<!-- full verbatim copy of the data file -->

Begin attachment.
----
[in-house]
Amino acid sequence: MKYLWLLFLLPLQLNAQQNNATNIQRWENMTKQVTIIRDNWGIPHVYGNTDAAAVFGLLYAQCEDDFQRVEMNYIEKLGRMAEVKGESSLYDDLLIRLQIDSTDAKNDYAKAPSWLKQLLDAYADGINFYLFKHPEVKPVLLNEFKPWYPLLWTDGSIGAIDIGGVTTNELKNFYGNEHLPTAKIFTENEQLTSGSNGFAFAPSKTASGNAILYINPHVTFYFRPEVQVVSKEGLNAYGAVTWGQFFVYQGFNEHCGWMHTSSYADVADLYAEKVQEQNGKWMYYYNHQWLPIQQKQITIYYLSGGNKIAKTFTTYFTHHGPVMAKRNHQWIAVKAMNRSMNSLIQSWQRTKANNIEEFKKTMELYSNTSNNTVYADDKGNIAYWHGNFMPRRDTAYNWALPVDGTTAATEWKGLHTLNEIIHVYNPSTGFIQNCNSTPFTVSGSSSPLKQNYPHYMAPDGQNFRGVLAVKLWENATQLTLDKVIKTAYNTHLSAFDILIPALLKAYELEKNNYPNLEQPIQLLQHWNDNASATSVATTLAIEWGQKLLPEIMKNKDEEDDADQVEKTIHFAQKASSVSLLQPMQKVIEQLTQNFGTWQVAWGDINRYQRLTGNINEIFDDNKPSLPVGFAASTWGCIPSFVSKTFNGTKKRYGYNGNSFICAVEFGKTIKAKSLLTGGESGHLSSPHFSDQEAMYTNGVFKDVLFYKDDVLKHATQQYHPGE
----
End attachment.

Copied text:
[in-house]
Amino acid sequence: MKYLWLLFLLPLQLNAQQNNATNIQRWENMTKQVTIIRDNWGIPHVYGNTDAAAVFGLLYAQCEDDFQRVEMNYIEKLGRMAEVKGESSLYDDLLIRLQIDSTDAKNDYAKAPSWLKQLLDAYADGINFYLFKHPEVKPVLLNEFKPWYPLLWTDGSIGAIDIGGVTTNELKNFYGNEHLPTAKIFTENEQLTSGSNGFAFAPSKTASGNAILYINPHVTFYFRPEVQVVSKEGLNAYGAVTWGQFFVYQGFNEHCGWMHTSSYADVADLYAEKVQEQNGKWMYYYNHQWLPIQQKQITIYYLSGGNKIAKTFTTYFTHHGPVMAKRNHQWIAVKAMNRSMNSLIQSWQRTKANNIEEFKKTMELYSNTSNNTVYADDKGNIAYWHGNFMPRRDTAYNWALPVDGTTAATEWKGLHTLNEIIHVYNPSTGFIQNCNSTPFTVSGSSSPLKQNYPHYMAPDGQNFRGVLAVKLWENATQLTLDKVIKTAYNTHLSAFDILIPALLKAYELEKNNYPNLEQPIQLLQHWNDNASATSVATTLAIEWGQKLLPEIMKNKDEEDDADQVEKTIHFAQKASSVSLLQPMQKVIEQLTQNFGTWQVAWGDINRYQRLTGNINEIFDDNKPSLPVGFAASTWGCIPSFVSKTFNGTKKRYGYNGNSFICAVEFGKTIKAKSLLTGGESGHLSSPHFSDQEAMYTNGVFKDVLFYKDDVLKHATQQYHPGE